Carnival of Mirrors: Laurence Tribe's 'Unbearable Wrongness'
Abstract: Professor Tribe has now done to me just what I claim he did to the Supreme Court in eroG v. hsuB. By repeatedly distorting what I actually said, Unbearable Wrongness creates illusory targets that Professor Tribe then holds up to ridicule. Leaving aside his many mischaracterizations of what I said, and the many arguments that he left unanswered in his extremely lengthy rebuttal, I focus here on our most significant points of disagreement: whether the Court's rationale for the decision in Bush v. Gore suffers from an almost embarrassing bankruptcy, and whether the Court was legally prohibited from deciding the case at all.These are the important issues, and it is important to keep in mind that Professor Tribe's attacks on me are significant only because he desperately needs to show that any legal defense of the Court is silly. That is the only way to sustain his own claim that the Court was playing a shell game in Bush v. Gore, or as he now says, that the Court's decision deserves to be greeted with head-scratching incredulity. Professor Tribe's claim is not just that Bush v. Gore was wrongly decided, but rather that no reasonable person could defend the decision. That is an extraordinarily serious accusation against the Court, and I say that the accusation is itself outrageous.On the equal protection issue, Professor Tribe mischaracterizes the applicable precedents (especially by inventing a non-existent requirement of intentional discrimination in fundamental rights cases), misstates the holding in Bush v. Gore (especially by imputing to the Court a demand that the rules for recounting ballots must be precisely drawn and completely uniform), and falsely accuses the Court of having forbidden the Florida court to attempt a constitutionally permissible recount on remand.On justiciability, Professor Tribe has to my great satisfaction completely withdrawn the arguments that I called spectacularly indefensible. Unfortunately, he has not returned to the position that he took as a litigator in Bush v. Gore, where he implicitly treated the case as justiciable. Instead, Professor Tribe has now invented yet a third theory, which conflates the legal doctrine of justiciability with the prudential considerations advanced by Justices Souter and Breyer (neither of whom claimed that Bush v. Gore was nonjusticiable). Professor Tribe's latest theory is entirely novel, and the Court committed no error in failing to think it up before he did. All nine Justices were right and Professor Tribe is wrong: Bush v. Gore was indeed justiciable under the applicable precedents.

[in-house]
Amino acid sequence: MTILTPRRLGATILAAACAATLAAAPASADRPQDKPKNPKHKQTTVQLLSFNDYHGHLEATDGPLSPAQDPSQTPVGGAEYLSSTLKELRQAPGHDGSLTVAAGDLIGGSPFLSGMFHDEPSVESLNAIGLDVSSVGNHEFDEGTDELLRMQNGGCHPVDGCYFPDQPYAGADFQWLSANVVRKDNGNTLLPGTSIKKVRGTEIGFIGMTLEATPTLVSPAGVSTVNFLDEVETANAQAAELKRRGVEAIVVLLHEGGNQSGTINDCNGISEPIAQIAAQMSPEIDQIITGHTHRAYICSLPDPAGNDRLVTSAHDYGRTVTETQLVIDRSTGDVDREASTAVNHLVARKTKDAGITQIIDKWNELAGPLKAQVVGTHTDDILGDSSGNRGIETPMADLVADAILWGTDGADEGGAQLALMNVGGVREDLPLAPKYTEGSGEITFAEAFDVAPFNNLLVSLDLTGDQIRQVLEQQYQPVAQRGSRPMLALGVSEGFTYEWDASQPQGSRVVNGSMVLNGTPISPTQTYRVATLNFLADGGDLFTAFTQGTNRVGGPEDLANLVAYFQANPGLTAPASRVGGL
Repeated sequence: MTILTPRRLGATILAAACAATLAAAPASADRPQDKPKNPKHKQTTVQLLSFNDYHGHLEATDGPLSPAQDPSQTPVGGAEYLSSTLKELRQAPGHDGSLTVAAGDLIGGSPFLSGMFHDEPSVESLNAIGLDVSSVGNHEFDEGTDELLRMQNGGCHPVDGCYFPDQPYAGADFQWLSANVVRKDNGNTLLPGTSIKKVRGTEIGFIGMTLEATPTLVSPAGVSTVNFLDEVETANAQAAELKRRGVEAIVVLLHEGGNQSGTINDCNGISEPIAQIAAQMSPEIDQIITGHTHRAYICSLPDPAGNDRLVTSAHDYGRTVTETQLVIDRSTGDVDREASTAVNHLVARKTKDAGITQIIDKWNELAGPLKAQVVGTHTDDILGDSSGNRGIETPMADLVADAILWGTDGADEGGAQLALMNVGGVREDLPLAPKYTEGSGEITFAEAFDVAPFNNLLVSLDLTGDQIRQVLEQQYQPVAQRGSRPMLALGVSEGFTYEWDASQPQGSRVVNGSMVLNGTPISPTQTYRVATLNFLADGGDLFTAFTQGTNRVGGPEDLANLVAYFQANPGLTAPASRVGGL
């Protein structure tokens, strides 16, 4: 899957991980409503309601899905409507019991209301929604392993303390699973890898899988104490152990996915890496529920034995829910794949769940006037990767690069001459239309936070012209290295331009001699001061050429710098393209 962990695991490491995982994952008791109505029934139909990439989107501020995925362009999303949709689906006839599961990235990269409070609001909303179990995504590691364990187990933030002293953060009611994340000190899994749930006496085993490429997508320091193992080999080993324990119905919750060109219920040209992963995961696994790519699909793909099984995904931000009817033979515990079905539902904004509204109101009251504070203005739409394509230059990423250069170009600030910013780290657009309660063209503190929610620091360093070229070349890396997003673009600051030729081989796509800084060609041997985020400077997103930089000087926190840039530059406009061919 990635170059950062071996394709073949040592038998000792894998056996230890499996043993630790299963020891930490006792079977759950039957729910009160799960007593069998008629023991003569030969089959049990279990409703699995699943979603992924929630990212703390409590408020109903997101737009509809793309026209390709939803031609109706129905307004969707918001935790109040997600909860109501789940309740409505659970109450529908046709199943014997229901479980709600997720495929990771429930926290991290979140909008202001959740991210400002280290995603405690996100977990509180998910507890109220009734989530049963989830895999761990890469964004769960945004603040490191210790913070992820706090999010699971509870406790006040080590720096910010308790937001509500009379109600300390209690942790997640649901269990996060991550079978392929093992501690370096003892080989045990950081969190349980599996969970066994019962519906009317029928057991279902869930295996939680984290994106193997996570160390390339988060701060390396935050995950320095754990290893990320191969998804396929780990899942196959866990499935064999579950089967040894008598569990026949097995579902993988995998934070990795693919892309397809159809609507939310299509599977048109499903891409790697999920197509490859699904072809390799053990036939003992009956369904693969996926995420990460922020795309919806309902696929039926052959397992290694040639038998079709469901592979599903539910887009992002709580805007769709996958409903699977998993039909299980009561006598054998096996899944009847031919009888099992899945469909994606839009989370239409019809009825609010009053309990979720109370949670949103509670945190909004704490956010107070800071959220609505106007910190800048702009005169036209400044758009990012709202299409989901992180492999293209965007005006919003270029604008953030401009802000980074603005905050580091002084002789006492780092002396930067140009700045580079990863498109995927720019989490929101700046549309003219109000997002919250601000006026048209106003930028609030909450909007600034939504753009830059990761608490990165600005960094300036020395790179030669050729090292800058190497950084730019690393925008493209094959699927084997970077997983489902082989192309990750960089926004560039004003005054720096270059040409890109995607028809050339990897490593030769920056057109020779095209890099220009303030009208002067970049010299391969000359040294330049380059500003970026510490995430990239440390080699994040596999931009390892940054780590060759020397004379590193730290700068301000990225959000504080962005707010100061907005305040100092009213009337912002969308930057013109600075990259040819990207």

Summary (1 min read)
- 6 and whether the Court was legally prohibited from deciding the case at all.
- That is an extraordinarily serious accusation against the Court, and I say that the accusation is itself outrageous.
I. EQUAL PROTECTION
- First, Professor Tribe ignores the distinction that I and all the Justices have drawn between what the authors may think is the "original meaning" of various constitutional provisions and what the Court's cases say they mean.
- 42 Professor Tribe's effort to suggest otherwise requires him to conflate the doctrine of nonjusticiable political questions (which Souter and Breyer did not invoke) with arguments (which Souter and Breyer clearly did make) about the proper exercise of judicial discretion.
- As in most important constitutional cases, there was room in Bush v. Gore for reasonable disagreement about the best interpretation of the applicable precedents.
- I think it was a very easy case, but my strong objections to Professor Tribe's position are not based on that conclusion.
- Rather, I object to the extravagant terms in which he has denounced the Court, and to his claim that no reasonable defense of the Court's decision is possible.
- Justice Ginsburg did allude to the "traditional doctrine," but only in criticizing Chief Justice Rehnquist's Article II analysis in his separate concurrence.
- See Tribe, Unbearable Wrongness at 605 (cited in note 2), where a careful review of the quotation shows that Justice Breyer did not say that it was "legally wrong" for the Court to resolve the equal protection issue.
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Frequently Asked Questions (1)
Q1. What have the authors contributed in "Carnival of mirrors: laurence tribe's "UNBEARABLE WRONGNESS"" ?
In the very limited space that the editors have allotted, I could not possibly offer point-by-point responses to his many mischaracterizations of what I said in the two articles that he attacks.